This article is about my experience installing Red Hat Data Grid (RHDG) on Red Hat CodeReady Containers (CRC) so that I could set up a local environment to develop and test a Quarkus Infinispan client. I started by installing CodeReady Containers and then installed Red Hat Data Grid. I am also on a learning path for Quarkus, so my last step was to integrate the Quarkus Infinispan client into my new development environment.
Initially, I tried connecting the Quarkus client to my locally running instance of Data Grid. Later, I decided I wanted to create an environment where I could test and debug Data Grid on Red Hat OpenShift 4. I tried installing Data Grid on OpenShift 4 in a shared environment, but maintaining that environment was challenging. Through trial-and-error, I found that it was better to install Red Hat Data Grid on CodeReady Containers and use that for my local development and testing environment.
In this quick tutorial, I guide you through setting up a local environment to develop and test a Quarkus client—in this case, Quarkus Infinispan. The process consists of three steps:
- Install and run CodeReady Containers.
- Install Data Grid on CodeReady Containers.
- Integrate the Quarkus Infinispan client into the new development environment.
Continue reading “Develop and test a Quarkus client on Red Hat CodeReady Containers with Red Hat Data Grid 8.0”
This is the second half of my series covering how to use Red Hat CodeReady Workspaces to develop a Java Enterprise Edition (now Jakarta EE) application using Red Hat JBoss Enterprise Application Platform (JBoss EAP) in the cloud on Red Hat OpenShift/Kubernetes. In the first part, we saw how to:
- Bring your own tools by extending Red Hat’s provided stacks
- Register your own stack within Red Hat CodeReady Workspaces
- Create your workspace using your stack and embedding your JEE project located on a Git repository
For this second part, we’ll start configuring the workspace by adding some helpful settings and commands for building and running a JBoss EAP project. We’ll then see how to use the local JBoss EAP instance for deploying and debugging our application. Finally, we’ll create a factory so that we’ll be able to share our work and propose an on-demand configured development environment for anyone that needs to collaborate on our project.
Continue reading “Streamline your JBoss EAP dev environment with Red Hat CodeReady Workspaces: Part 2”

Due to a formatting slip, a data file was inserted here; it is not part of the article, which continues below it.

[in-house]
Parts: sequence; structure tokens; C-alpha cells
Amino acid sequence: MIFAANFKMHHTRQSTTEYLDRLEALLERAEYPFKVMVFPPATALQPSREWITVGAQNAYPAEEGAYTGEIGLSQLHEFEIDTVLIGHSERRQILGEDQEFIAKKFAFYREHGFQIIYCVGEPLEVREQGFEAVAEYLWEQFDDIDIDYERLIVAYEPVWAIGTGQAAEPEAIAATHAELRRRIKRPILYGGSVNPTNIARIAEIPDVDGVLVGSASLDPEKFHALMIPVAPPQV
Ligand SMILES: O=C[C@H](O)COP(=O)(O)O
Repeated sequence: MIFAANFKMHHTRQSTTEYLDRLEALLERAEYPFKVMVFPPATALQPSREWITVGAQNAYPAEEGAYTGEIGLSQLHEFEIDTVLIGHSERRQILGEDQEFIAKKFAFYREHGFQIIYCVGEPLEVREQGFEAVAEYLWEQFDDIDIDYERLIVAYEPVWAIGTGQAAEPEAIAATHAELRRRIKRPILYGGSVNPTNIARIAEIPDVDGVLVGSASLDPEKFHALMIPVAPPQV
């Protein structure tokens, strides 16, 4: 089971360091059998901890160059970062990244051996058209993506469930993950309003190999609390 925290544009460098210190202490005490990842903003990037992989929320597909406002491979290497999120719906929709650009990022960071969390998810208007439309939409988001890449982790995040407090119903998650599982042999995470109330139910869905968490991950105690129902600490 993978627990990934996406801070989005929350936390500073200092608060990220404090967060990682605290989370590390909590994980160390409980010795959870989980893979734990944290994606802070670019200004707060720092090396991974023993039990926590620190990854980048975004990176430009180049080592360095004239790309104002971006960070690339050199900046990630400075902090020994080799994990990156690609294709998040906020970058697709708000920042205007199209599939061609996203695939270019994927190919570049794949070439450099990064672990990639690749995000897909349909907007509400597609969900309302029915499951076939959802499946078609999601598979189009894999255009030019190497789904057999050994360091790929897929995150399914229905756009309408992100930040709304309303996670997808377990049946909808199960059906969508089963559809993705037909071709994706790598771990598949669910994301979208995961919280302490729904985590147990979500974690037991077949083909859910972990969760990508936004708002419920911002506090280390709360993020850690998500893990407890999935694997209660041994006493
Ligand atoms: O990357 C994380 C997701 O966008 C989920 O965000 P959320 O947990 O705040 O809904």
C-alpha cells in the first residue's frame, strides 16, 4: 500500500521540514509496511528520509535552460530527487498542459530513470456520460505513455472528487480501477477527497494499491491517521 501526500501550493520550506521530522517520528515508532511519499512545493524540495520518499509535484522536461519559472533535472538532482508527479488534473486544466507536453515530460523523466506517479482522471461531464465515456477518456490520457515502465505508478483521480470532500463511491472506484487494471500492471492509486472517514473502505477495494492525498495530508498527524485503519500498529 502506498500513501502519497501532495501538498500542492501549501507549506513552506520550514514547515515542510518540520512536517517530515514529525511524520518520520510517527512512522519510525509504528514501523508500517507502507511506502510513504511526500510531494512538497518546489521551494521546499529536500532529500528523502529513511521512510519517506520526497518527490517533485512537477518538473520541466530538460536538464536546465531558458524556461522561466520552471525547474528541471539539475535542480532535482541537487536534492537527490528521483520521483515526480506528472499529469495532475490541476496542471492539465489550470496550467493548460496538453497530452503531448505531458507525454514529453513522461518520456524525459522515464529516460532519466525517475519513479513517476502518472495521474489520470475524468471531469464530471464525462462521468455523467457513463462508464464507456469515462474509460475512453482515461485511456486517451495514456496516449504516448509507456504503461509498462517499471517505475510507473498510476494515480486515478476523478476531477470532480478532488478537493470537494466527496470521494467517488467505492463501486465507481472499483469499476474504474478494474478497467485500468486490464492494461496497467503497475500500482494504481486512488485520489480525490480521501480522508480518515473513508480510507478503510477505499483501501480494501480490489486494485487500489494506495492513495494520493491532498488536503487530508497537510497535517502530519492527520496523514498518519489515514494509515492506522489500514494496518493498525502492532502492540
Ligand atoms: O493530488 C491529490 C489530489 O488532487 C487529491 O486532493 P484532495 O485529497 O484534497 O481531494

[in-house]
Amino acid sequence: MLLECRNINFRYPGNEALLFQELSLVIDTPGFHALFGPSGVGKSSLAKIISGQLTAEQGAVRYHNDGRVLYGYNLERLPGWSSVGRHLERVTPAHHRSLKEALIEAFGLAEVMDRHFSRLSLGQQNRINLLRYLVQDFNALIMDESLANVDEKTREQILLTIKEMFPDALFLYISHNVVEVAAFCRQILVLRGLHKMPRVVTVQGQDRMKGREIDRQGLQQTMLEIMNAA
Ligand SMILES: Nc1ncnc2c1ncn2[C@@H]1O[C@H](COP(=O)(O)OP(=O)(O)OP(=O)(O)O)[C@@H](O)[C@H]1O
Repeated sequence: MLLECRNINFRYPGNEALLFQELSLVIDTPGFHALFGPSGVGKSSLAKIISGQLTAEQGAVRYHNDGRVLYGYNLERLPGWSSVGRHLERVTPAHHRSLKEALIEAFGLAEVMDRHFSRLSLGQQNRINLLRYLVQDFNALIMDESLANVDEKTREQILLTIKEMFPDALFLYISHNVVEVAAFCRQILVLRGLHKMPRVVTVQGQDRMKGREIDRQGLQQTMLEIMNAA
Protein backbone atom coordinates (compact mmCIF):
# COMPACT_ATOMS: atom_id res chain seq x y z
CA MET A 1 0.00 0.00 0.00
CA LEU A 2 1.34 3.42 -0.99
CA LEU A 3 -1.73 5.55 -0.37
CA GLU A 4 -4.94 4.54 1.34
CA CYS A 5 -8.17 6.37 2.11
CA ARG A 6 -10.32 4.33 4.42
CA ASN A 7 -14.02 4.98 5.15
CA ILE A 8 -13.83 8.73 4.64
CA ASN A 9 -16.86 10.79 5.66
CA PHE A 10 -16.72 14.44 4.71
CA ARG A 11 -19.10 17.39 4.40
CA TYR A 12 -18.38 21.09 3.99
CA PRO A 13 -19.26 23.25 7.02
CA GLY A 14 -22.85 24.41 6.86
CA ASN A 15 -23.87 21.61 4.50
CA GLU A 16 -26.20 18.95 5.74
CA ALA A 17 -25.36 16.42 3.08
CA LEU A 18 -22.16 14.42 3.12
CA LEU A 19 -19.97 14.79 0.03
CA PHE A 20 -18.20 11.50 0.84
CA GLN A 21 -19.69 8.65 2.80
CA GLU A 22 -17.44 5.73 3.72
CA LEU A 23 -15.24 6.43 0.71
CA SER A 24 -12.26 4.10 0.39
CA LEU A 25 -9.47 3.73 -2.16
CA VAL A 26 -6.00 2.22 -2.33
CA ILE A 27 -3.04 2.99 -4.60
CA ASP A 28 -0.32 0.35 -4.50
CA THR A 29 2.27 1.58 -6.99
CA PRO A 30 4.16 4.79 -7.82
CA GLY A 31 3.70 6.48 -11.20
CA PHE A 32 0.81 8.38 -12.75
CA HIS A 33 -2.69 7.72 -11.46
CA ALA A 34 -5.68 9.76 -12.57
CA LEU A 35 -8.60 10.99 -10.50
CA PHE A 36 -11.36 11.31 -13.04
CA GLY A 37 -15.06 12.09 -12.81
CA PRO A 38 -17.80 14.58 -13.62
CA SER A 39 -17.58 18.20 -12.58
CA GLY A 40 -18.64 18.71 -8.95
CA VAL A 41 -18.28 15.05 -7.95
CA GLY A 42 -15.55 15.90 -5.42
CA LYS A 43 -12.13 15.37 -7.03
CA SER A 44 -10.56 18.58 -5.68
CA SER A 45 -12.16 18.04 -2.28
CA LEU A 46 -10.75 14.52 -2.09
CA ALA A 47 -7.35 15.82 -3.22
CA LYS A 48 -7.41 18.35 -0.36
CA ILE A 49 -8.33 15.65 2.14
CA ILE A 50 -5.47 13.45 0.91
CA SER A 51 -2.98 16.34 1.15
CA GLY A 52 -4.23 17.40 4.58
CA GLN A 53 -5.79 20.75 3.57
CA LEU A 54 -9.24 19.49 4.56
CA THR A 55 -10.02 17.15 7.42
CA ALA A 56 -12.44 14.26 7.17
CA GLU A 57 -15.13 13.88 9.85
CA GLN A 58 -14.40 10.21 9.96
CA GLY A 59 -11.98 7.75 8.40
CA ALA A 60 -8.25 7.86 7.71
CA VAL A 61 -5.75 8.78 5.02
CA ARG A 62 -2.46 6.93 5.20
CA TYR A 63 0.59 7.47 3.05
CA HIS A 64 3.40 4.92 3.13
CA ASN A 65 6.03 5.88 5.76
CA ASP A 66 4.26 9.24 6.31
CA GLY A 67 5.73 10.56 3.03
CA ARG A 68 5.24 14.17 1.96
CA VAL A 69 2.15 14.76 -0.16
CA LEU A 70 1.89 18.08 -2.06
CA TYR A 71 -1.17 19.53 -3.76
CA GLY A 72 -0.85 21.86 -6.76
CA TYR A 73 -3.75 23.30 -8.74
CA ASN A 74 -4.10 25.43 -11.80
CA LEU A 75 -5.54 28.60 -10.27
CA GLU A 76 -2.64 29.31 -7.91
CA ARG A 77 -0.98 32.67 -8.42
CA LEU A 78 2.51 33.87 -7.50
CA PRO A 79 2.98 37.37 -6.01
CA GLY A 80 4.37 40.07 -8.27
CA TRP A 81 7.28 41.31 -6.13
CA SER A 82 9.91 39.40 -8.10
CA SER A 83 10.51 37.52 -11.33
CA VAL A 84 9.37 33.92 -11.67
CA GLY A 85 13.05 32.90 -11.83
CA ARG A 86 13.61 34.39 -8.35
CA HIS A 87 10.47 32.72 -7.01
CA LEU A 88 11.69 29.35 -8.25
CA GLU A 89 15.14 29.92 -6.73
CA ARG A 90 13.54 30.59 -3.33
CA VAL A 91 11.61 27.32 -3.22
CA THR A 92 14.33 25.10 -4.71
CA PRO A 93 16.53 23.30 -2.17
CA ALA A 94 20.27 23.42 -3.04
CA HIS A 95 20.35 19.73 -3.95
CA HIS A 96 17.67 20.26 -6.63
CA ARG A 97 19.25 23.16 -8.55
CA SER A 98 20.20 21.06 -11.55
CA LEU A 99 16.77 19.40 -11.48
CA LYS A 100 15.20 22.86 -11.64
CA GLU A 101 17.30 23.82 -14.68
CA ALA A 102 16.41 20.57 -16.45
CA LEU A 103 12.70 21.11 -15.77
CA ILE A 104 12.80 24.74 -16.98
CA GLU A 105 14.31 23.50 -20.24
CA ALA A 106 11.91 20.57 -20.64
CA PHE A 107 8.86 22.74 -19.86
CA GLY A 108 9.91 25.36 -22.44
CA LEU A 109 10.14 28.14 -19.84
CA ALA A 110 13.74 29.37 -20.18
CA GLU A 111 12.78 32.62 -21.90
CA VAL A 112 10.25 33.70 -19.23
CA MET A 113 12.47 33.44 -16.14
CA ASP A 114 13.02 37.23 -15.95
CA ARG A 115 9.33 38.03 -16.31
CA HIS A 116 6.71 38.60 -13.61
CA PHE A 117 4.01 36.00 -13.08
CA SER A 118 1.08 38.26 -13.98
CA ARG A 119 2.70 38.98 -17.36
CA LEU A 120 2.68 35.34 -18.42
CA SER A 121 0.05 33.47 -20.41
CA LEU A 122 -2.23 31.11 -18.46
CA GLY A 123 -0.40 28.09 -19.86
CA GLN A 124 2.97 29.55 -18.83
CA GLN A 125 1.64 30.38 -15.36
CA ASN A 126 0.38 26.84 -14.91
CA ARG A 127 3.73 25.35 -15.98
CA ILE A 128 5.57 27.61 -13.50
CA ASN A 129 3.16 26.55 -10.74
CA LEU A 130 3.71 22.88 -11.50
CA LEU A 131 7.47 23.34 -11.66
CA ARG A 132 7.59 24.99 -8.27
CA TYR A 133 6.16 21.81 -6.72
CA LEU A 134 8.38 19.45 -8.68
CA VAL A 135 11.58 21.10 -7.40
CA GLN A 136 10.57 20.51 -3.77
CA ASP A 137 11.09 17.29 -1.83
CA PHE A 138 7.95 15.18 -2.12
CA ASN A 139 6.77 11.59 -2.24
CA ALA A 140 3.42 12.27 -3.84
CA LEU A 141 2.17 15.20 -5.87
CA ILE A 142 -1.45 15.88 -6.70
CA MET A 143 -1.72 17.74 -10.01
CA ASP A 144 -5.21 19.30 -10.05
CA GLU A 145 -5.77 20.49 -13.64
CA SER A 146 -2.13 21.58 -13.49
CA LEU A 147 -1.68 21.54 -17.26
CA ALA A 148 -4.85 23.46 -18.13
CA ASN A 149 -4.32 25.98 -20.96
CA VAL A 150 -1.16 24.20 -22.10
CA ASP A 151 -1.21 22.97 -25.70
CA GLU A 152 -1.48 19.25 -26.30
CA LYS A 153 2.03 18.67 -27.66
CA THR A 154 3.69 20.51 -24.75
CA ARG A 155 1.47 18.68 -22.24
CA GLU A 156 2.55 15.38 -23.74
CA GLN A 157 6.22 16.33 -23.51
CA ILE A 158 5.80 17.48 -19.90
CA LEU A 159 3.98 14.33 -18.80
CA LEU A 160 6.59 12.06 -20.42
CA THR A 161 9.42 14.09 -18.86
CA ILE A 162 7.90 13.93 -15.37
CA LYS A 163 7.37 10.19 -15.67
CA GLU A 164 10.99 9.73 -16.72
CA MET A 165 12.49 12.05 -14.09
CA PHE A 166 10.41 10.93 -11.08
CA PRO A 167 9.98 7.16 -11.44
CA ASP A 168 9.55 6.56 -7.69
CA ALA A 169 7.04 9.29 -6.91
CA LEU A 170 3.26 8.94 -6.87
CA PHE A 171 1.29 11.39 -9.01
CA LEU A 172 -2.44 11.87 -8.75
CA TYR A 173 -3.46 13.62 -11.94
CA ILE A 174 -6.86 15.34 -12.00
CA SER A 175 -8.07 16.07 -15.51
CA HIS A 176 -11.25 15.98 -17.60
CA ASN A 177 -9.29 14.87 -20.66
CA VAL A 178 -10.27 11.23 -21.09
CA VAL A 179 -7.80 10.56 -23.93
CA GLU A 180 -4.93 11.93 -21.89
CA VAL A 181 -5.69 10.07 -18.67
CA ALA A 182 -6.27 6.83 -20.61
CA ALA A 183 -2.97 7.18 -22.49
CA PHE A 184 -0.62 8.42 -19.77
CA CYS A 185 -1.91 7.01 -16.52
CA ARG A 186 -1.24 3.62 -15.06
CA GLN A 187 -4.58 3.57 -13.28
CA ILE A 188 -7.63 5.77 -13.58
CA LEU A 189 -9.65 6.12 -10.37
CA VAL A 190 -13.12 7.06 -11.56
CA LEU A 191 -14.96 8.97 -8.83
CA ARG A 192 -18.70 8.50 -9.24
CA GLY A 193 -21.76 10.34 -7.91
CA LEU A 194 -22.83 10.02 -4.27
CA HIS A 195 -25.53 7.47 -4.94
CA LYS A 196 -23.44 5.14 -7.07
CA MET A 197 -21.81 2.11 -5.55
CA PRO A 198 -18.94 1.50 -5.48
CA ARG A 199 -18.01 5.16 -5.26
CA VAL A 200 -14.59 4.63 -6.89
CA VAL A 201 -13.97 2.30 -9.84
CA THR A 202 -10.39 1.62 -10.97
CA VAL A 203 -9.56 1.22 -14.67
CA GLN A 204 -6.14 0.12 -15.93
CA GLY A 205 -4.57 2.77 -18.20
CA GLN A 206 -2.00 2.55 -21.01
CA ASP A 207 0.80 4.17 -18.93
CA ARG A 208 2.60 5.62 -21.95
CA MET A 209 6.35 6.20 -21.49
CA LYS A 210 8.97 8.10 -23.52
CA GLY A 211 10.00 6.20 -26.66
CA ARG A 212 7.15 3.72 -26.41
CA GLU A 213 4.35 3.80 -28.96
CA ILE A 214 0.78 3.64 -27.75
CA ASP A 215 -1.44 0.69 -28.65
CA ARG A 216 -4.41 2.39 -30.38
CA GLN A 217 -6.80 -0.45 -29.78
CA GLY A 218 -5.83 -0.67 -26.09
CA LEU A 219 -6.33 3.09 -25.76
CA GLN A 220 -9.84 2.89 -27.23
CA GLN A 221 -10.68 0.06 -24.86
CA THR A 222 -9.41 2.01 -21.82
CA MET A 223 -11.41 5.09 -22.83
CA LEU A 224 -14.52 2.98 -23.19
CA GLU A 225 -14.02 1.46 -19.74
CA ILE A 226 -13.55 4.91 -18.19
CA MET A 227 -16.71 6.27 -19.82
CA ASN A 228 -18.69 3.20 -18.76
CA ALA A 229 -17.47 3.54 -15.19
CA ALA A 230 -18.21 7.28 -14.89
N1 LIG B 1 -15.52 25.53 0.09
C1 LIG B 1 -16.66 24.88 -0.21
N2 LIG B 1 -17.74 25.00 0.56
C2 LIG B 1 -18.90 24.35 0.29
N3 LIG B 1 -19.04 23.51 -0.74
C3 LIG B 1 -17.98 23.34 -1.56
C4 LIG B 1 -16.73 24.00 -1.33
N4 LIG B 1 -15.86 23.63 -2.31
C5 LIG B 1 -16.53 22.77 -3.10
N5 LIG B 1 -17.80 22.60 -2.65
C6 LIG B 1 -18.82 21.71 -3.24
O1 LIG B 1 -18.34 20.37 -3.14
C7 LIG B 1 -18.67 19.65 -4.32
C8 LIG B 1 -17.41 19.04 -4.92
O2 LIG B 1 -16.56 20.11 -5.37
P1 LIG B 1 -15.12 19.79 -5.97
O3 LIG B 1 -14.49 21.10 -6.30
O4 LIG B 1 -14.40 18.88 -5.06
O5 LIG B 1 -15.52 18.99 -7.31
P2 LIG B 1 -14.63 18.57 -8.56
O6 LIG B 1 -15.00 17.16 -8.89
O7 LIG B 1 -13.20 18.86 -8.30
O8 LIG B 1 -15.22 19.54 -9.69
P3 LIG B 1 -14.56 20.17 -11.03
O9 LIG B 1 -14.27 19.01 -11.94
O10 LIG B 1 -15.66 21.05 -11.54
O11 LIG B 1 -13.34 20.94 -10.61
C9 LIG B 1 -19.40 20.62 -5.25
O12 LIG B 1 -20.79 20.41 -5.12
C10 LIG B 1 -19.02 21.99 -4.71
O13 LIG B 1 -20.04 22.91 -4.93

It has been just one month since the announcement of the release of Red Hat CodeReady Workspaces 1.0.0 Beta. Because the cloud/browser-based IDE may be full of promises, developers are usually suspicious, considering them as toys for occasional coders but not suitable for software craftsmen. But you’ll quickly see that Red Hat’s offering can be a good companion for building tailor-made environments.
The goal of this two-part series is to give a walk-through of using Red Hat CodeReady Workspaces to develop a Java EE (now Jakarta EE) application using Red Hat JBoss Enterprise Application Platform (JBoss EAP). I’ll give you details on how to bring your own tools, configure your workspace with helpful commands for JBoss EAP, and share everything so you can easily onboard new developers.
Continue reading “Streamline your JBoss EAP dev environment with Red Hat CodeReady Workspaces: Part 1”
It’s been over a month since I spoke at the Red Hat Summit in Boston and now that the dust has settled, I thought you might be interested in reading a brief summary of my Lightning Talk on Five OpenShift Development Environments in Five Minutes.
In the presentation, I spoke about five different ways that you can create an OpenShift development environment within minutes. This included oc cluster up, Vagrant All in One Box, Minishift, a Fabric8 technology, and the Red Hat Development Suite. My goal through the presentation was to get developers up and working with OpenShift very quickly.
Continue reading “Five OpenShift Development Environments in Five Minutes”